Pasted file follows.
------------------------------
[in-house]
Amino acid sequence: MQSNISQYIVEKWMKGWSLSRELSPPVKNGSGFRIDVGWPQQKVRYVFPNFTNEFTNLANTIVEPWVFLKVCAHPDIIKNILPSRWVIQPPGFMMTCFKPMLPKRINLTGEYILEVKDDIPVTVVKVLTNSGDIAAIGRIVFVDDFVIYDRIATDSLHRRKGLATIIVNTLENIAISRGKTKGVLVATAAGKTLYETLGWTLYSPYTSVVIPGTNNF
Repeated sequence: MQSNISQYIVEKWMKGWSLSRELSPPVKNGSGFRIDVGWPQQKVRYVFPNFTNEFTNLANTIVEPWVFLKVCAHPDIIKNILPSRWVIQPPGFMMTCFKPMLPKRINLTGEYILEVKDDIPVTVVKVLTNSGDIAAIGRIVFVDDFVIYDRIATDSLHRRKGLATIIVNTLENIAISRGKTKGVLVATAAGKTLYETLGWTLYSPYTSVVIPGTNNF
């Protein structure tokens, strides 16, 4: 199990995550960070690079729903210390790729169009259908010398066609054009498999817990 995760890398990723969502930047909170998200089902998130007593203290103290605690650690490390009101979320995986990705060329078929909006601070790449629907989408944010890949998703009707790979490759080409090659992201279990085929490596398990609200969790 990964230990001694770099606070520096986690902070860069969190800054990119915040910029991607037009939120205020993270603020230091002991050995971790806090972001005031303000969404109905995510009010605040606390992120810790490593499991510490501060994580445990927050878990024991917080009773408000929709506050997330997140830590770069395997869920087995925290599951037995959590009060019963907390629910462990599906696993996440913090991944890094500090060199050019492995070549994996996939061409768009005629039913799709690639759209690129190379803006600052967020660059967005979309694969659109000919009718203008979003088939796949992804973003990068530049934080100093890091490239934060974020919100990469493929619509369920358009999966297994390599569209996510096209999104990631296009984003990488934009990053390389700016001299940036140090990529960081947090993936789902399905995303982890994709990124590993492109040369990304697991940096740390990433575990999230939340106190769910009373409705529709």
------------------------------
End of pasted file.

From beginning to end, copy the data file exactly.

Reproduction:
[in-house]
Amino acid sequence: MQSNISQYIVEKWMKGWSLSRELSPPVKNGSGFRIDVGWPQQKVRYVFPNFTNEFTNLANTIVEPWVFLKVCAHPDIIKNILPSRWVIQPPGFMMTCFKPMLPKRINLTGEYILEVKDDIPVTVVKVLTNSGDIAAIGRIVFVDDFVIYDRIATDSLHRRKGLATIIVNTLENIAISRGKTKGVLVATAAGKTLYETLGWTLYSPYTSVVIPGTNNF
Repeated sequence: MQSNISQYIVEKWMKGWSLSRELSPPVKNGSGFRIDVGWPQQKVRYVFPNFTNEFTNLANTIVEPWVFLKVCAHPDIIKNILPSRWVIQPPGFMMTCFKPMLPKRINLTGEYILEVKDDIPVTVVKVLTNSGDIAAIGRIVFVDDFVIYDRIATDSLHRRKGLATIIVNTLENIAISRGKTKGVLVATAAGKTLYETLGWTLYSPYTSVVIPGTNNF
């Protein structure tokens, strides 16, 4: 199990995550960070690079729903210390790729169009259908010398066609054009498999817990 995760890398990723969502930047909170998200089902998130007593203290103290605690650690490390009101979320995986990705060329078929909006601070790449629907989408944010890949998703009707790979490759080409090659992201279990085929490596398990609200969790 990964230990001694770099606070520096986690902070860069969190800054990119915040910029991607037009939120205020993270603020230091002991050995971790806090972001005031303000969404109905995510009010605040606390992120810790490593499991510490501060994580445990927050878990024991917080009773408000929709506050997330997140830590770069395997869920087995925290599951037995959590009060019963907390629910462990599906696993996440913090991944890094500090060199050019492995070549994996996939061409768009005629039913799709690639759209690129190379803006600052967020660059967005979309694969659109000919009718203008979003088939796949992804973003990068530049934080100093890091490239934060974020919100990469493929619509369920358009999966297994390599569209996510096209999104990631296009984003990488934009990053390389700016001299940036140090990529960081947090993936789902399905995303982890994709990124590993492109040369990304697991940096740390990433575990999230939340106190769910009373409705529709």